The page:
I have been doing a lot of reading lately about the history of security research and the issue of full disclosure. It is a huge debate issue and it was something that before I started getting into security, I was completely unaware of. It isn’t something that hits the news often and when a vulnerability makes the news, the background issue about the disclosure of it is usually so controversial that nobody touches on it in the mainstream.
So what is it exactly? Well it is in regard to when a security vulnerability is discovered, the debate revolves around whether or not knowledge of that vulnerability should be open to the public. Some people say that making sensitive information like that public only put the customers and general public more at risk by releasing that information out into the wrong untrusted hands. Others say that untrusted individuals already had that information and that releasing it to the public will help speed up the process of getting a proper fix for the vulnerability out to the people that need it.
No matter where you stand on the issue, both sides seem to agree that one of the greatest issues is communication. There are generally two parties involved with the issue. One being the vendors that make the software at risk, the others being the security researchers that initially discovered the vulnerability. These parties must communicate in such a way that is in the public’s best interest. However, poor communication between the two can deteriorate relations and can lead to the disclosure of sensitive vulnerability information. Vendors typically claim that they are not given enough time to get a fix properly release. The security researches sometimes claim that waiting too long to get a patch to the general public is putting the public at an increased risk with each day that goes without a proper patch.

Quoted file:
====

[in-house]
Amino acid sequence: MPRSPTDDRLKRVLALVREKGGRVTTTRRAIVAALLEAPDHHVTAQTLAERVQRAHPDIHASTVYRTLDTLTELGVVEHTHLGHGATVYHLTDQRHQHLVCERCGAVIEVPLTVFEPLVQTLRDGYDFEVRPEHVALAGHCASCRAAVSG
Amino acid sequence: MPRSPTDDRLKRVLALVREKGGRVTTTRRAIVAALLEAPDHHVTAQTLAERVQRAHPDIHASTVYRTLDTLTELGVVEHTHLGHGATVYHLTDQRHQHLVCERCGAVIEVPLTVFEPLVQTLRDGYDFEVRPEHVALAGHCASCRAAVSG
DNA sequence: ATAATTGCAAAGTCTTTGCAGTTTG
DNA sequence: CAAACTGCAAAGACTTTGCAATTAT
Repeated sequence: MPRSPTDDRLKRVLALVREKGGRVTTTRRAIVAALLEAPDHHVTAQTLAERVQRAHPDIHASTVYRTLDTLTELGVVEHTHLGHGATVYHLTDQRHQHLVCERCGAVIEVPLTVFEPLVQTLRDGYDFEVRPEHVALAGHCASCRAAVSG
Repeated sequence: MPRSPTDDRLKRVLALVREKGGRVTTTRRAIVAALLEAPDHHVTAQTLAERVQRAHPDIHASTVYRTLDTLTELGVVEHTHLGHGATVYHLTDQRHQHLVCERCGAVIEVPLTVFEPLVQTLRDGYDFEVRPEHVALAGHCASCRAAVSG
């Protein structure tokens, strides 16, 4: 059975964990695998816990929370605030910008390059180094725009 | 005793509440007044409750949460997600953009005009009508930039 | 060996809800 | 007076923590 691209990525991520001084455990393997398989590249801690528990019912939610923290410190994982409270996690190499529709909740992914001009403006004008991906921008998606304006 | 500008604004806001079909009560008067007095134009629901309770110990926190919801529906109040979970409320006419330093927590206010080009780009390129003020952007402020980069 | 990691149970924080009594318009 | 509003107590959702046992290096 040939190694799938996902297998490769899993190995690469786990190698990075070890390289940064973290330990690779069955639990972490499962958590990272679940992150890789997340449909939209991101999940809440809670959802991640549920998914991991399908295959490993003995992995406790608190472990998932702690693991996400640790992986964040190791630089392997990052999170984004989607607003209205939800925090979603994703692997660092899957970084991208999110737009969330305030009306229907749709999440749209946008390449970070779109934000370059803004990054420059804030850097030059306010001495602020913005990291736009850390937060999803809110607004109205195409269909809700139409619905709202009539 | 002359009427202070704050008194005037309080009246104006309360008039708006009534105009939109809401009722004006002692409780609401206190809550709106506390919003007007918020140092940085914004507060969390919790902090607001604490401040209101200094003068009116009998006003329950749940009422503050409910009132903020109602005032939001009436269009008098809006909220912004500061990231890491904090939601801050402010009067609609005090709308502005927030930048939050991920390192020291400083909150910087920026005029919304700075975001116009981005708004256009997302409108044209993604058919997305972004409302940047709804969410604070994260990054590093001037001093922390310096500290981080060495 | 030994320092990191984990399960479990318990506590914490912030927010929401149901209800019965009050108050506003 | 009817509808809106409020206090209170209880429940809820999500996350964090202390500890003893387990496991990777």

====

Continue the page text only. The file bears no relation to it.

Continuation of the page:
There have been many disclosure policies that have been developed over the last decade that are aimed at helping develop proper communication between all parties involved such as RFP, OIS, and ZDI. Many of these are just guidelines and are there just out of general respect for both sides. Neither side, however, is obligated to follow those guidelines. They do help give each side of the fence a certain set of expectations. If one side is following a specific policy and staying within the guidelines set, then the other side will know what to expect. It also helps open lines of communication that may not have been there before the policies were put in place. Many times, when a security researcher discovered a flaw in a piece of software, they’d have no idea where to turn to to get the flaw fixed.
After reading more and more about the history of this issue, when I see events that happen, like the DNS vulnerability that Dan Kaminsky and the associated vendors handled, it really amazes me how well everyone involved were able to communicate and help get the issue resolved. Without open lines of communication from both sides, we just won’t be prepared enough to handle wide spead isssues properly when they arise.